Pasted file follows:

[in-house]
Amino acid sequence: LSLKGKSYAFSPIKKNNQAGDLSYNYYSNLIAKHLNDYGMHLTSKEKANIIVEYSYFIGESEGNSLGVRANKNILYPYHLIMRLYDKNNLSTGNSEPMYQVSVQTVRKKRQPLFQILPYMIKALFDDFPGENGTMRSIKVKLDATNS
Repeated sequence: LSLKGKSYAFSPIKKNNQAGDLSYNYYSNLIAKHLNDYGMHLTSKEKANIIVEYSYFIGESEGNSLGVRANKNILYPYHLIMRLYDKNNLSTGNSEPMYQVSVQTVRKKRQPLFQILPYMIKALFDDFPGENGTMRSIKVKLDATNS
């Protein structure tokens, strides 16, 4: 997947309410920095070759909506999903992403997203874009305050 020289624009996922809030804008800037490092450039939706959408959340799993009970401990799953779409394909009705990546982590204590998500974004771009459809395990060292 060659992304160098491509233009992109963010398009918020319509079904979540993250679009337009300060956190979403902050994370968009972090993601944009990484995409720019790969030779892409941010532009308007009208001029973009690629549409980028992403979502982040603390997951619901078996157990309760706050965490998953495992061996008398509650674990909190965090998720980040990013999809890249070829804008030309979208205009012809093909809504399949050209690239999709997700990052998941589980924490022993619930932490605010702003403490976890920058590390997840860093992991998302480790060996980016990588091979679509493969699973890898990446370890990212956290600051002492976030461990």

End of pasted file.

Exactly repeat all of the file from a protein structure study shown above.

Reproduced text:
[in-house]
Amino acid sequence: LSLKGKSYAFSPIKKNNQAGDLSYNYYSNLIAKHLNDYGMHLTSKEKANIIVEYSYFIGESEGNSLGVRANKNILYPYHLIMRLYDKNNLSTGNSEPMYQVSVQTVRKKRQPLFQILPYMIKALFDDFPGENGTMRSIKVKLDATNS
Repeated sequence: LSLKGKSYAFSPIKKNNQAGDLSYNYYSNLIAKHLNDYGMHLTSKEKANIIVEYSYFIGESEGNSLGVRANKNILYPYHLIMRLYDKNNLSTGNSEPMYQVSVQTVRKKRQPLFQILPYMIKALFDDFPGENGTMRSIKVKLDATNS
């Protein structure tokens, strides 16, 4: 997947309410920095070759909506999903992403997203874009305050 020289624009996922809030804008800037490092450039939706959408959340799993009970401990799953779409394909009705990546982590204590998500974004771009459809395990060292 060659992304160098491509233009992109963010398009918020319509079904979540993250679009337009300060956190979403902050994370968009972090993601944009990484995409720019790969030779892409941010532009308007009208001029973009690629549409980028992403979502982040603390997951619901078996157990309760706050965490998953495992061996008398509650674990909190965090998720980040990013999809890249070829804008030309979208205009012809093909809504399949050209690239999709997700990052998941589980924490022993619930932490605010702003403490976890920058590390997840860093992991998302480790060996980016990588091979679509493969699973890898990446370890990212956290600051002492976030461990």